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MPs slam DCLG: ‘You’ve no idea about the impact of council spending cuts’

MPs slam DCLG: ‘You’ve no idea about the impact of council spending cuts’

🕔29.Jan 2015

MPs have sharply criticised the Government department led by Sir Bob Kerslake, accusing civil servants of taking a “hands off approach” and having no idea about the impact huge spending cuts are having on public services.

The House of Commons Public Accounts Committee warned that a continuation of the Chancellor’s austerity programme after the General Election could “not just undermine the entire viability of most optional services, but might threaten some statutory services”.

The PAC report stated: “The department does not understand the impact over time of reductions in funding to local authorities, and the potential risks of individual authorities becoming financially unsustainable if reductions continue.”

The PAC’s Labour chair, Margaret Hodge, said: “The Department for Communities and Local Government has overall responsibility for funding to councils. However, it takes a largely hands off approach and does not have a good enough understanding of the impact of funding reductions, either on local authorities’ finances or on services.

“It looks only at data on spending and has little information on service levels, service quality, and financial sustainability. Without at least an idea of the amount of funding required to maintain statutory services to a minimum standard, it is hard to see how the department could ensure that local authorities are able to fulfil their statutory duties.

“Looking to the future if funding reductions were to continue following the next spending review we question whether the department would be in a position to provide assurance that all local authorities could maintain the full range of their statutory services.

“The department cannot at present satisfy us that it understands whether it is feasible and practical for local authorities to deliver the service transformation necessary to maintain financial sustainability. Nor does it understand what the effects on service users would be.”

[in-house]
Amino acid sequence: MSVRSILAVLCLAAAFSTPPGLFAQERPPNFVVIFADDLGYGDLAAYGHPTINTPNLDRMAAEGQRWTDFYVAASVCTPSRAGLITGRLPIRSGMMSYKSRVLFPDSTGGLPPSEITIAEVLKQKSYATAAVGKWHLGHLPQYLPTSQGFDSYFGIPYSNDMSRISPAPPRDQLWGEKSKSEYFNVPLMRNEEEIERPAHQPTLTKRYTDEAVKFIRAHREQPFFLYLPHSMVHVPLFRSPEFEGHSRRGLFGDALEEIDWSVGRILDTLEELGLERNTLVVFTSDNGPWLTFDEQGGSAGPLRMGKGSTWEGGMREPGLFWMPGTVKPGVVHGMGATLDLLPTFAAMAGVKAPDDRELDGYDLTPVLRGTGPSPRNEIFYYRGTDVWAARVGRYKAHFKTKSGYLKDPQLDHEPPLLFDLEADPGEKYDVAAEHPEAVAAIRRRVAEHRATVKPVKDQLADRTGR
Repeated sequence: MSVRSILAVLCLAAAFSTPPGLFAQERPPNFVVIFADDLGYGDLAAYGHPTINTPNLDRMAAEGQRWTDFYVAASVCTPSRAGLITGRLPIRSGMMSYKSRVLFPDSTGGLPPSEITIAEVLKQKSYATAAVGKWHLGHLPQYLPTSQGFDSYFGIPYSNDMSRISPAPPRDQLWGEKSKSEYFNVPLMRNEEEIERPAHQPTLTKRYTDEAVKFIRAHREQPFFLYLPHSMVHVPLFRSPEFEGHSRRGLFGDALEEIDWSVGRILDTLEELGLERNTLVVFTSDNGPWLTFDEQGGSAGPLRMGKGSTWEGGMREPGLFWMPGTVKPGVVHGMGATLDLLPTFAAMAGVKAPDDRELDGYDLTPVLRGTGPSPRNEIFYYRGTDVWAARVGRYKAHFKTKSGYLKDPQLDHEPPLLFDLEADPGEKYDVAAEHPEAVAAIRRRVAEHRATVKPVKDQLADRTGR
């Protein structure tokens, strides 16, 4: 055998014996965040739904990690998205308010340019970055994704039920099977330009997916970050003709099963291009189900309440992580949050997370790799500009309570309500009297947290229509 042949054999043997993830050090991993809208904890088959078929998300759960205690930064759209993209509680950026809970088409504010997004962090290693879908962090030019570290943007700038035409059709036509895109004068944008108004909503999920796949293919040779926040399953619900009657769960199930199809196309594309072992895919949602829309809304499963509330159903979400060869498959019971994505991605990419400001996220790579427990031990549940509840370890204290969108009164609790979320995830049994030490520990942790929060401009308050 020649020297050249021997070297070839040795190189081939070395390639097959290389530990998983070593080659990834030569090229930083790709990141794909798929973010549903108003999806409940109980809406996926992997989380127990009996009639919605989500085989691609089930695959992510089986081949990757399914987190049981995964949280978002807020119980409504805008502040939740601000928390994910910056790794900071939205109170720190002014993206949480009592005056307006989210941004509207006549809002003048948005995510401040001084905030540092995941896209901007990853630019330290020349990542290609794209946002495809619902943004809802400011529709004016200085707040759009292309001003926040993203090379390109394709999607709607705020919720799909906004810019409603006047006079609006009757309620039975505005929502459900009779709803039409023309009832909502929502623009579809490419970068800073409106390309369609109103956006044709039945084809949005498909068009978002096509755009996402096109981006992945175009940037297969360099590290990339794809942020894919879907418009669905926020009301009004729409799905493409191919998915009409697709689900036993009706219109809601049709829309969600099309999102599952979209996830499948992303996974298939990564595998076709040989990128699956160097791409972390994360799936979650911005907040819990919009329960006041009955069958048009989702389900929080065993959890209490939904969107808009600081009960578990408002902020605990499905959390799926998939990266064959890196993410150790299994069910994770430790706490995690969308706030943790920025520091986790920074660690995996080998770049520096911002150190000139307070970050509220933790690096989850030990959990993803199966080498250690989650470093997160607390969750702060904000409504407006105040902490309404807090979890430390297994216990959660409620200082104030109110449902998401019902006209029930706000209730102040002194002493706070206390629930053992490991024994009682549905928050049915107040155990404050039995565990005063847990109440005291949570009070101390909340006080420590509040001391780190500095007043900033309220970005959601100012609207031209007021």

Mrs Hodge was speaking at the publication of the committee’s latest report, which was compiled after MPs took evidence from Sir Bob, who was Permanent Secretary at DCLG, Matthew Style, Director of Local Government Finance, Department for Communities and Local Government, and Sharon White, Second Permanent Secretary, HM Treasury (now the boss of media regulator Ofcom).

Sir Bob is better known in Birmingham as the author of the recent Kerslake Review into the city council’s governance abilities. The report accused the council of being a hugely dysfunctional body where councillors and officials failed to take difficult decisions and were unable to form a long-term strategic view.

Mrs Hodge and her committee, however, suggested that DCLG under Sir Bob’s leadership is badly failing local authorities.

The committee also hit out at the “unfair” grant allocation system which meant that councils serving the most deprived areas, like Birmingham, had to suffer a proportionately higher level of cuts. The city council expects to have to cut about £750 million from its budget between 2010-11 and 2017-18, with about £340 million to be identified over the next three years.

Mrs Hodge said: “Councils must cope with funding reductions of around 37 per cent between 2010-11 and 2015-16. These cuts have not hit all local authorities equally, with reductions ranging between five per cent and 40 per cent.”

The committee warned that spending cuts at unprecedented levels could have knock-on effects, giving the example of reductions in social care funding leading to “bed blocking” in NHS hospitals with elderly people having to stay in wards rather than move into care homes.

MPs said they couldn’t be certain DCLG was providing sufficient leadership to help councils meet the challenges they faced. “It is unclear whether the department is exercising a cross-government leadership role with respect to local government. It relies on data on spending and has little information on service levels, service quality, and financial sustainability.”

In his evidence to the committee Sir Bob insisted that most local authorities had absorbed grant cuts through efficiency savings that had not harmed front-line services. But the committee concluded: “The department does not use data on the level of services that authorities are actually providing, putting it in a weak position to know what the real effects of its funding reductions are on service users and other local service providers.

“Without the data the department could well consider implementing further grant reductions without understanding the impact on the level or quality of local services.”

image: Margaret Hodge, National Archives, OGL (http://www.nationalarchives.gov.uk/doc/open-government-licence/version/1/), via Wikimedia Commons

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